March 8, 2008


Celebration with serious mission

Relay for Life

Bob Ellis/staff photographer
Cancer survivor Kim Rowland, of Cortlandville, speaks during the 2008 Relay for Life kickoff Thursday afternoon.

Living and Leisure Editor

Kim Rowland said when she heard the words “breast cancer,” her world stopped.
“So many thoughts were going through my head,” said the then 26-year-old Cortlandville woman.
The nurse and breastfeeding mother, who did not smoke cigarettes and maintained a healthy diet had no factors for the disease. When she told the doctor she felt a lump in her breast while nursing, he said it was probably a clogged duct.
But Rowland worried and got a second opinion. She was diagnosed with an aggressive form of breast cancer. Now cancer free two years later, Rowland was the featured speaker at the Cortland Relay for Life kick-off meeting at the Valley View Drive office Thursday.
After her shock and myriad emotions, the mother of three took action. She had her cancerous lumps removed, had four months of chemotherapy, a mastectomy and breast reconstruction. Her husband, family, friends and community were there for her the whole way.
“Cancer changes your life. A lot of bad things happened but a lot of good things happened too. I am stronger because of it. I look at life differently. I cherish every day.”
“Know your own body,” she advised the group. “Be your own medical advocate. Early detection saves lives … It’s events like this that help raise money and help raise awareness  — so maybe our children won’t go through this.”
Relay for Life, set for June 20 and 21 at SUNY Cortland’s Davis Field, is a celebration and fundraising event for the American Cancer Society. Held in 5,000 communities across the country, the event is the signature fundraiser for the society. Funds raised go for research, education, advocacy and services.
From now to June, teams will be fundraising through garage sales, spaghetti suppers and sock hop dances, and other creative avenue they can think of, to benefit the society. Monies are collected up to the event, which is an overnight campout where team members take to the track and have someone walking on it at some point throughout the night.
It features a special survivor lap, where cancer survivors are honored in the first lap around the track. Caregivers take the second lap and then it is open to teams. At dark, the track is lined with special candles, bags purchased and decorated in honor or in memory of those who survived or were lost to the illness. Seeing the impact of cancer brings up a range of emotions for walkers. At the same time, entertainment, games and fun take place all night long.
“We have been touched by cancer in our family,” said Sue Sherwood of McGraw, a team captain whose “Happy Campers for LIFE” has been participating in the relay since it started in 2002. “I lost my dad to lung cancer 12 years ago and my father-in-law 11 years ago to gall bladder cancer.” Several uncles in the family have died as well, she said. Her team has a family/friend make up, with her husband, Jeff, their two boys, in-laws, good friends and their kids and husbands.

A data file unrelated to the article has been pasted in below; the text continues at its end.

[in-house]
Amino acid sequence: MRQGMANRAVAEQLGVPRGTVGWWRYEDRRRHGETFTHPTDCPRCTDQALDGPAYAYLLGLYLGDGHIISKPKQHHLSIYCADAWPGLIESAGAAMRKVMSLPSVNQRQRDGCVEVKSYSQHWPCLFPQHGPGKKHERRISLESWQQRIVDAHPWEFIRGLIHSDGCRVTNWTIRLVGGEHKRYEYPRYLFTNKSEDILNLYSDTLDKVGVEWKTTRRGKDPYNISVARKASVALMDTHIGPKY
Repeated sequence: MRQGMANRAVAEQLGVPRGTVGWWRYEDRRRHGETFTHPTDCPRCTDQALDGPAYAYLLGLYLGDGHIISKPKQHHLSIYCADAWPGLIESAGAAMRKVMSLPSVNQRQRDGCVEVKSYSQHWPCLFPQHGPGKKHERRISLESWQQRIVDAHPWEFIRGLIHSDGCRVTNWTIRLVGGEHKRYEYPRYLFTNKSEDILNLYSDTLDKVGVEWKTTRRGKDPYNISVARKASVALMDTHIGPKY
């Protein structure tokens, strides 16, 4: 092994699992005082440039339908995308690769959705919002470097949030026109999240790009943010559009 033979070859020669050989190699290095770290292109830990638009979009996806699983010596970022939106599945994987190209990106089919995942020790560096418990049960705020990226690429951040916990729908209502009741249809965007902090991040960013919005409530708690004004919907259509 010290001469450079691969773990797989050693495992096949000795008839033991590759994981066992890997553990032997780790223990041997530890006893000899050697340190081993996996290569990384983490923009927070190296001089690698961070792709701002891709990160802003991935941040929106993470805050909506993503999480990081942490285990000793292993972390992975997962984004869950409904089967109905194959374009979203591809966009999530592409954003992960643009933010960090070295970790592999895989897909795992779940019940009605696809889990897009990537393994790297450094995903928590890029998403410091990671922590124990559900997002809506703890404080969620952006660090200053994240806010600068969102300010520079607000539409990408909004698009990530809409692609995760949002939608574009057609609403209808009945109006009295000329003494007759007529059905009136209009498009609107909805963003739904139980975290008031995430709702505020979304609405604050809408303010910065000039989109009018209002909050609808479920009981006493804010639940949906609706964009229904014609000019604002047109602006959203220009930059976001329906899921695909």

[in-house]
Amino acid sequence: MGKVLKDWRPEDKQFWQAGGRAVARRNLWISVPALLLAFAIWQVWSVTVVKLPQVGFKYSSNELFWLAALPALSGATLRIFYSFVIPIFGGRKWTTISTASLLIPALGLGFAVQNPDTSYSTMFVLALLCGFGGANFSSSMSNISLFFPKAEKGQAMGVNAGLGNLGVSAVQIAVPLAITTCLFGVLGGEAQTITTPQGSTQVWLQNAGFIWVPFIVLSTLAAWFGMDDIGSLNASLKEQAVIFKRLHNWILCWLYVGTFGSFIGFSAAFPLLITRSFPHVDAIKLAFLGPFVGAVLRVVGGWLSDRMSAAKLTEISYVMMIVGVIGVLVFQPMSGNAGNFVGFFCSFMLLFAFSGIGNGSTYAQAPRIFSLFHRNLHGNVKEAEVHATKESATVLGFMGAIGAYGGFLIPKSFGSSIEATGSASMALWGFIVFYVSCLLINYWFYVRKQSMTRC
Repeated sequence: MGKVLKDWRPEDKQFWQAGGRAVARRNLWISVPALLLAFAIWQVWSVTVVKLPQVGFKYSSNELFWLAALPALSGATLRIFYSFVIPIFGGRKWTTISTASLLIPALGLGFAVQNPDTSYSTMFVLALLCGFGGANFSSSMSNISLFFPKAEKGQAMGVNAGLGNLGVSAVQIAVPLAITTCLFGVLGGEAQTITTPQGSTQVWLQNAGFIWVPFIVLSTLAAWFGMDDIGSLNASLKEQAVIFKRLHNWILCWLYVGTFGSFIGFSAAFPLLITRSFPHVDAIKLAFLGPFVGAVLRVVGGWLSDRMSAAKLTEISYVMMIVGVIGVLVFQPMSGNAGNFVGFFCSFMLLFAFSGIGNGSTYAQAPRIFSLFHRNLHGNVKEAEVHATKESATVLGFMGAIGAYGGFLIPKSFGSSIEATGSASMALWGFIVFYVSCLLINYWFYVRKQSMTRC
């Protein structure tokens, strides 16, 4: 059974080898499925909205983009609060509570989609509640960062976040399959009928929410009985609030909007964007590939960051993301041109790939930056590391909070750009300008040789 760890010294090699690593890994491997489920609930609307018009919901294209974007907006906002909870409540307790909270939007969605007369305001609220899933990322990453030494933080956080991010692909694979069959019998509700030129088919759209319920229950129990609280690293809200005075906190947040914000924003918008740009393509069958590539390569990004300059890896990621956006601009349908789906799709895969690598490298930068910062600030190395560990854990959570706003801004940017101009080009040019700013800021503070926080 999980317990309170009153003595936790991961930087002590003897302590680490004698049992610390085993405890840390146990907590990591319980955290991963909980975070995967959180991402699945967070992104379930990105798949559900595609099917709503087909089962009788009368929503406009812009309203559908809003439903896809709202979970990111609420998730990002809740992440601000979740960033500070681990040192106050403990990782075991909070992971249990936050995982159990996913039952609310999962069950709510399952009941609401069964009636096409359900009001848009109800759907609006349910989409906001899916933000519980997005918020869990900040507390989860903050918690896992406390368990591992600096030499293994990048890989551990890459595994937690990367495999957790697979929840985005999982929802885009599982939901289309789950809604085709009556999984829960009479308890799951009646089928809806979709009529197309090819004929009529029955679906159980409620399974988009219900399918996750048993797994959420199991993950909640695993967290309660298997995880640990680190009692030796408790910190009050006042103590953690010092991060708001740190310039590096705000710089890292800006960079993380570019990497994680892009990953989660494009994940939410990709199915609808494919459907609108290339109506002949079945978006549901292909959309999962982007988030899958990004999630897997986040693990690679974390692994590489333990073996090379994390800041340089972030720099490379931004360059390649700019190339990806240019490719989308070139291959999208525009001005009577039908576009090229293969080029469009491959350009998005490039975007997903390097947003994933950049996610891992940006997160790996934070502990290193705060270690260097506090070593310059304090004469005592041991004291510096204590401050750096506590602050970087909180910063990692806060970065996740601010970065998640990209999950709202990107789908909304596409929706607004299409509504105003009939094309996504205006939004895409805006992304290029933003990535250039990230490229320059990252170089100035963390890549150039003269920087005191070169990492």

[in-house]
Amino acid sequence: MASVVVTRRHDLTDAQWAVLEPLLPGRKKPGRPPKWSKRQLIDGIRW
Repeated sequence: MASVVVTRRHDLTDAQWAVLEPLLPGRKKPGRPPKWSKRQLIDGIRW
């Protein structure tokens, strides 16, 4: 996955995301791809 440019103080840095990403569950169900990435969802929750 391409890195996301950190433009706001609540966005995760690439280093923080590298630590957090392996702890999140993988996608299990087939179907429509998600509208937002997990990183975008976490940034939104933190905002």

“It gets us together as a family and it gets us to meet new people that have experienced what we have experienced.”
Their most successful fundraiser is homemade sugar cookies at Valentine’s Day and Easter, making 130 dozen cookies each holiday and selling them for $3.50 a dozen, Sherwood said. “It’s a good money maker.”
“The Relay for Life is truly an event where the community comes together,” said Tiffany Bechtold, community executive for the American Cancer Society. The mission of the relay is to celebrate, remember and fight back, she told the packed board office, with 80 people and several standing. Co-captain Anne Wingard urged team captains to register their team on the Cortland relay’s  Web site, where 43 teams have logged on. Give her a call at (607) 758-4106 or email to find out more. Wingard is chairing the event with Cris Denniston.
Charles Bassett of Cortland is a cancer survivor looking at his third relay. “I have family members that have gone through it and it’s a good charity,” Bassett said.
He’s the inspiration for the Charlie’s Angels team, headed by Susan Horner of Cortland, who has a mom who’s a survivor. She participates every year to help find a cure.
The American Cancer Society funds researchers early in their careers — 35 of whom have gone on to win the Nobel Prize. The society funded more than $130 million in cancer research this year, and has put in more than $2.4 billion since 1946, according to ACS officials.
Dick Lorows of McLean is a cancer survivor and got involved with the relay after attending the ACS’ “Man to Man Prostate Support Group” at the hospital.
“You get a lot of support and there’s a lot of people that are worse off than what people realize. Cancer knows no age limit and no gender,” he said.

Cancer survivors sought

Tony Julian, who heads the Survivor Committee for the Relay for Life, is looking for anyone who has dealt with cancer to attend the relay.
“We are trying to get anyone with cancer to come out and not be ashamed of it,” said the Virgil man, himself a survivor.
Every year, the Relay for Life has a special dinner for cancer survivors and those who have dealt with the illness kick off the June 20 and 21 event, to be held this year at SUNY Cortland’s Davis Field.
Julian said that survivors need to know they have the support.   “We have this disease. We can survive it.”
Julian, who will be helped by Maria Dillingham on the committee, sends out invitations in May to those who have participated in the relay in the last two years. Anyone newly diagnosed is sought for this year’s event. Call Julian at (607) 753-1854.
At the first Relay for Life in 2002, there were 70 survivors, he said. Last year, there were over 220.